Sometimes you just have to get out, even though the weather is bad. Specifically when the whole month has been wet, so you can wait a long time for any sun to come out. And in the end, there is no bad weather, just different conditions requiring a different approach. So on a recent rainy morning I decided that it was time to shoot some black and white film, which I do not often do, and that the city would be the most appropriate destination. I had some Fomapan 100 in the fridge waiting since Christmas when I received it from my secret santa. A new film to me, so I did not know what to expect. I took the M2 with the Summilux 50mm lens, put on a rain suit (there was too much rain for jacket only), and headed for Rotterdam.

The first opportunity I got was right out of the car in the parking garage. There was ivy covering some concrete walls, wet from the rain, but with enough light to create some contrast. It turned out better than I hoped:

After that, it was just strolling around in the rain, which can be seen clearly in some of the photos, but not as dramatic as I hoped. Still not sure how to do that, capture the atmosphere of a gloomy rainy day. Apart from that, I have mixed feelings about Fomapan. I love the photo above, and I am pretty happy with some of the others, but there is a bit more grain than I like. I am not sure, the photos seem a bit murky, there is contrast, but there seem to be lacking some nuances in the lighter tones. Could be my developing though. Anyway, you can see for yourself:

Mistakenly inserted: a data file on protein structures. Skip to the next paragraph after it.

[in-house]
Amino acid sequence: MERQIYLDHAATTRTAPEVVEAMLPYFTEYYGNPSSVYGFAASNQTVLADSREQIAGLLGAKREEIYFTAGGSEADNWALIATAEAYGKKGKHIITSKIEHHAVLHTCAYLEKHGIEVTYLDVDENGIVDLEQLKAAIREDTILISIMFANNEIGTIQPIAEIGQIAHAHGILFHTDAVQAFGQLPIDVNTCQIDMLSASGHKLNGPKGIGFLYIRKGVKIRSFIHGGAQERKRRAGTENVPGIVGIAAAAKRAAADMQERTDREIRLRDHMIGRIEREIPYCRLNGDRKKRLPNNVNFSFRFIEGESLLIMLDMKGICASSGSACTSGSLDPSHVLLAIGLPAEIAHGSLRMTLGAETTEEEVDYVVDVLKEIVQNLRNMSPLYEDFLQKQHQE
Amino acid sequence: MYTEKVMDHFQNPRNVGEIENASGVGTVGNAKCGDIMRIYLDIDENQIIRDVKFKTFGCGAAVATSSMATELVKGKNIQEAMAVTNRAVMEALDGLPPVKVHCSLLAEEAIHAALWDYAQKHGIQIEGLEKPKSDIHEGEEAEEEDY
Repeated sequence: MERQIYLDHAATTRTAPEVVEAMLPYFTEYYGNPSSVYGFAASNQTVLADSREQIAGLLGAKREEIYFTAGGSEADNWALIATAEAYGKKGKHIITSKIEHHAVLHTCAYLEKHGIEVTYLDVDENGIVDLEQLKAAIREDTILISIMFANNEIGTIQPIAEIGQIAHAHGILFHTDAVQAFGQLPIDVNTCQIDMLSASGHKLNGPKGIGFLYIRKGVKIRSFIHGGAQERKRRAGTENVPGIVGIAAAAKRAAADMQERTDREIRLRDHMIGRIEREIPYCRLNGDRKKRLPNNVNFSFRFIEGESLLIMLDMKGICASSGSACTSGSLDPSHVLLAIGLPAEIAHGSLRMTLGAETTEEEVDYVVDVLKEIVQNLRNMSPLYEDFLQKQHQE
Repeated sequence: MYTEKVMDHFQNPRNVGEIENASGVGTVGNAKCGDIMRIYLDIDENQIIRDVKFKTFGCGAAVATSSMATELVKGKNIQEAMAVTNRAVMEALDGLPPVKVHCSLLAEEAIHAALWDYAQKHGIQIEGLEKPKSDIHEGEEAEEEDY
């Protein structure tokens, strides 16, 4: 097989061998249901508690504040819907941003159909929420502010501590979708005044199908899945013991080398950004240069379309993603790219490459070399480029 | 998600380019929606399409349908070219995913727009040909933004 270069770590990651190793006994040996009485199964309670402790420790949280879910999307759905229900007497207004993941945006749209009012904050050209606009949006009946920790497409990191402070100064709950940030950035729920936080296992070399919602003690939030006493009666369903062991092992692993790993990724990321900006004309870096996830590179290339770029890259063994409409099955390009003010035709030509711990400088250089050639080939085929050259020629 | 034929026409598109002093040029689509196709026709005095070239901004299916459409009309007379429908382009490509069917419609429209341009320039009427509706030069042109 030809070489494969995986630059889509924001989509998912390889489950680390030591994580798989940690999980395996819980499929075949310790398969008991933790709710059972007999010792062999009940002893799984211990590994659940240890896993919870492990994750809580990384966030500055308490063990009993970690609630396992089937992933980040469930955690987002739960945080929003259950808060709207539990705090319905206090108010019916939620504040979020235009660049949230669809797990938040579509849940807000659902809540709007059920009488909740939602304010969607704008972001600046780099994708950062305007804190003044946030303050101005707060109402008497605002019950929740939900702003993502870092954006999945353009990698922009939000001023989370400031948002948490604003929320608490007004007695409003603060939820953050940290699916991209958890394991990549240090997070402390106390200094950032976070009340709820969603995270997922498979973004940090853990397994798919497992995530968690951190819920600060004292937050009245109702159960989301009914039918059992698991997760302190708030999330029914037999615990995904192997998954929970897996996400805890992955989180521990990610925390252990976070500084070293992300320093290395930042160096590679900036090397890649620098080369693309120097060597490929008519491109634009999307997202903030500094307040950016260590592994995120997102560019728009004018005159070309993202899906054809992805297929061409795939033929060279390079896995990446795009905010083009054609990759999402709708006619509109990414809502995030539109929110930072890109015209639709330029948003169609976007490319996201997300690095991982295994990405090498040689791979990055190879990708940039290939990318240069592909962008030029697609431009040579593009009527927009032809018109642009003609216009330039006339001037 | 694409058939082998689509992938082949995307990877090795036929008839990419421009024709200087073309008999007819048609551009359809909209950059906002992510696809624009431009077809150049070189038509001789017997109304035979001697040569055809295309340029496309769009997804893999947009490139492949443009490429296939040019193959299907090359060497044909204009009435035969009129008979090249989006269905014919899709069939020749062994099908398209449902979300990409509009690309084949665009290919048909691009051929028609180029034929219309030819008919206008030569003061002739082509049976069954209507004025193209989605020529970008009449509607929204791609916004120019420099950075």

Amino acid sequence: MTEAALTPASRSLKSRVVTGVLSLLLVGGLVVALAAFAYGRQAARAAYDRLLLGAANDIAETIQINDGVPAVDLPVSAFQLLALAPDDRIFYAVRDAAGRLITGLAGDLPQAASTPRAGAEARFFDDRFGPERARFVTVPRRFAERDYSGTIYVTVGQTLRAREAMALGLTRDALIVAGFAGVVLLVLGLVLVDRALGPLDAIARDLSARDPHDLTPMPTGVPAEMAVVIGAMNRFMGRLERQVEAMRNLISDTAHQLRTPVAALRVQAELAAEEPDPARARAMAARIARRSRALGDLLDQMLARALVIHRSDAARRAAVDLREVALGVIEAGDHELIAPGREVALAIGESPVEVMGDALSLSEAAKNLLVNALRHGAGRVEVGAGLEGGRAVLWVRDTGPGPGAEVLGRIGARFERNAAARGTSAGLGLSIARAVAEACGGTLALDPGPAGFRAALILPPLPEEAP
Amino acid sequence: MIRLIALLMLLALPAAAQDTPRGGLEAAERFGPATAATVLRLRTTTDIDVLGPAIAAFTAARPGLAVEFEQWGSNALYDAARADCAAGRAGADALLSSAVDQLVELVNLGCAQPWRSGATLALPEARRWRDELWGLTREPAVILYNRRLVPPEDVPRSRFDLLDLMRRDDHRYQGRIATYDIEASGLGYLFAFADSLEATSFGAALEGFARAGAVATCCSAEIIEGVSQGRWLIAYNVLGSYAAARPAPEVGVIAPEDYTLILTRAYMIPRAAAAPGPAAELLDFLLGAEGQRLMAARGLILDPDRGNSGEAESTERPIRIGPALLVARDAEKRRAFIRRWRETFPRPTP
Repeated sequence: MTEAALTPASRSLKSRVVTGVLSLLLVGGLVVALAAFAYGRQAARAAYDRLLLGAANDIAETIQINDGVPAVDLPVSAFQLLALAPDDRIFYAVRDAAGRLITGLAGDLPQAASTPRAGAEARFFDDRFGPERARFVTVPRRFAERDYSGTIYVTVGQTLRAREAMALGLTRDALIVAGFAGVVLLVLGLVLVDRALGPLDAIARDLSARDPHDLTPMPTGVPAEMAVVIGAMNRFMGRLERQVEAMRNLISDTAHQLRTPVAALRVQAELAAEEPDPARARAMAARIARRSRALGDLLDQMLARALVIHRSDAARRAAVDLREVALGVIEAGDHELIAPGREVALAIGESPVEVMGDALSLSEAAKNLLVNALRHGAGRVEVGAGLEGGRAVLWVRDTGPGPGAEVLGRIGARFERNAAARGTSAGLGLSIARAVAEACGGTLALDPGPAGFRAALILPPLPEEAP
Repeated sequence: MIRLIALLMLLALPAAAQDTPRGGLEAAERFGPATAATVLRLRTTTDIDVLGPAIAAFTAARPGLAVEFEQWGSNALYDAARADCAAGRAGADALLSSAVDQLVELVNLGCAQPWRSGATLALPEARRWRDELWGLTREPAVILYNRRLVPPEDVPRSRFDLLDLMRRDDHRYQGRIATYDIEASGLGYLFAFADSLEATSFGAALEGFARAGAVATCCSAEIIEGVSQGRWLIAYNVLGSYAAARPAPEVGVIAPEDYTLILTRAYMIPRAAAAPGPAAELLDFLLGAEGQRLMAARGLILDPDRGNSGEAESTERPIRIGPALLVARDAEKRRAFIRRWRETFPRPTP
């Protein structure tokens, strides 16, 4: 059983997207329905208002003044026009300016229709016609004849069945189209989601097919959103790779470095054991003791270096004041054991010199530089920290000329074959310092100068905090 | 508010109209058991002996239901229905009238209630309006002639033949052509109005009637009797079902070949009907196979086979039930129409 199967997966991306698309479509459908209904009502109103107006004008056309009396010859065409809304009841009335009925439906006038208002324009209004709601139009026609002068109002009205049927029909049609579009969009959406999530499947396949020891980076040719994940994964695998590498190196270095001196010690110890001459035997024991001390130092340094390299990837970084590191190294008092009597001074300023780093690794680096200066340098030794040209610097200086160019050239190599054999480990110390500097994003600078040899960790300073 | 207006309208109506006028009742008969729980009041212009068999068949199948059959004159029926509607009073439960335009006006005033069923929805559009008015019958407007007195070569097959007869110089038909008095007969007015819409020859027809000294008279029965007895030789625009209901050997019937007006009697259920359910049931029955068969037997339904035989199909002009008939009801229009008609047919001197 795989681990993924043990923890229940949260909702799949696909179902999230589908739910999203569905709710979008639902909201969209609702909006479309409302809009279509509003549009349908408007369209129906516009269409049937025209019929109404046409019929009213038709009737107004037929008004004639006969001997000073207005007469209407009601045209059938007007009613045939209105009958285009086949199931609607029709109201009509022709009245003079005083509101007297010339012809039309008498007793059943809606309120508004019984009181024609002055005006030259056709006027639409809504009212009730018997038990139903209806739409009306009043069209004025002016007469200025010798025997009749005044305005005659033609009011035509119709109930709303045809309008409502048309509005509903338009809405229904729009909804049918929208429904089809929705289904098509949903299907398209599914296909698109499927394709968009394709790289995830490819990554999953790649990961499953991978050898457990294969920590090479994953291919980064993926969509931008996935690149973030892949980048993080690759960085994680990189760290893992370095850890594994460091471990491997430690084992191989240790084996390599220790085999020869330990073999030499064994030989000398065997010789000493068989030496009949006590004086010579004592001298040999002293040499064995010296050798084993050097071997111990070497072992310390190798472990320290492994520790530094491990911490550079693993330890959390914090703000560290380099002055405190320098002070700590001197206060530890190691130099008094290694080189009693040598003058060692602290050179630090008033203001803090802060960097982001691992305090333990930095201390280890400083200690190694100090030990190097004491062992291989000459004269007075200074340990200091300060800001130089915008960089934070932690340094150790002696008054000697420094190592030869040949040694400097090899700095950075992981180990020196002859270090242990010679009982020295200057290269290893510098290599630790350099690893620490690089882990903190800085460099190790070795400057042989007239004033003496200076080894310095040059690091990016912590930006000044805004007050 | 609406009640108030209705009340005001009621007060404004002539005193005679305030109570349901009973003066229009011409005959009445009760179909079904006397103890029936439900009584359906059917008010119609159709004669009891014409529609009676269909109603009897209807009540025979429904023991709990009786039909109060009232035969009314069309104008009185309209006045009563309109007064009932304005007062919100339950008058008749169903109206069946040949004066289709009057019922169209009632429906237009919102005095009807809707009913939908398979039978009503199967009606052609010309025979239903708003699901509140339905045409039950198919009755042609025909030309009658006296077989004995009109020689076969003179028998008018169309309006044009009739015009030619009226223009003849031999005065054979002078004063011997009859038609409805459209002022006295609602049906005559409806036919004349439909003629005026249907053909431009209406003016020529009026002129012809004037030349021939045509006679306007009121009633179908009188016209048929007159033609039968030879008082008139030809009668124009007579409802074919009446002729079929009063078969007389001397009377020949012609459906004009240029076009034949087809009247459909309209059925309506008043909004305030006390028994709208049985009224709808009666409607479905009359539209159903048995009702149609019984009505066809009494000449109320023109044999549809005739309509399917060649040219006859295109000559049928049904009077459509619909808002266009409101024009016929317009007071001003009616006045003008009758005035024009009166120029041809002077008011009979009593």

The film was developed by me in Ilfosol 3 and scanned by me on the Epson V800.

Thanks for reading!

6 thoughts on “A Rainy Morning In Rotterdam, Photographed On Fomapan

  1. How refreshing to see a set of monochrome images from film. I guess that I have never come to terms with the more clinical look of digital imagery after a lifetime of seeing historical prints.

    The images do look more granular than expected from a film of that sensitivity, not a film I have used. On enlarging the last bridge image the sky has a reticulated look. This could be caused by a sudden change of temperatures like wash water being colder than fixer, this causes the grains to clump together and give a slightly worm like look in even toned areas like sky.

    Thanks for the post, it has reminded me that I need to buy some film for a holiday trip in September, film of choice is getting much harder to get. I have always hated presents, no mater how well intentioned, presents of film even more so…

    1. Thanks for sharing your thoughts and for your analysis of the image Coline. Makes me wish we could discuss film photography over a cup of tea. And I think I know what you mean about the presents. I would choose a different film, but feel obliged to try this one, although I know nothing about it. I guess next time I am going to stick to my go-to film, until I feel that I have a consistent process at least.

  2. I really like these pictures. The Summilux is an amazing lens and you have a good eye. I had trouble loading fomapan 100 in my Zeiss ikon Zi or sometimes it’s called a ZM, anyway, the film appeared thinner??. It could have been me. I agree with dazed, however, I think since the digital age we are checking for faults more than just enjoying the photos. That is why I love film. It has it’s faults. As Churchill said (and I paraphrase) Anyone can see what’s wrong with a thing! But what’s right with it!

    1. Thanks Hugh, and I do love my Summilux. I can’t remember if the film was more difficult to load, so it probably wasn’t too bad. Thanks again for visiting my site, and thanks for the nice quote.

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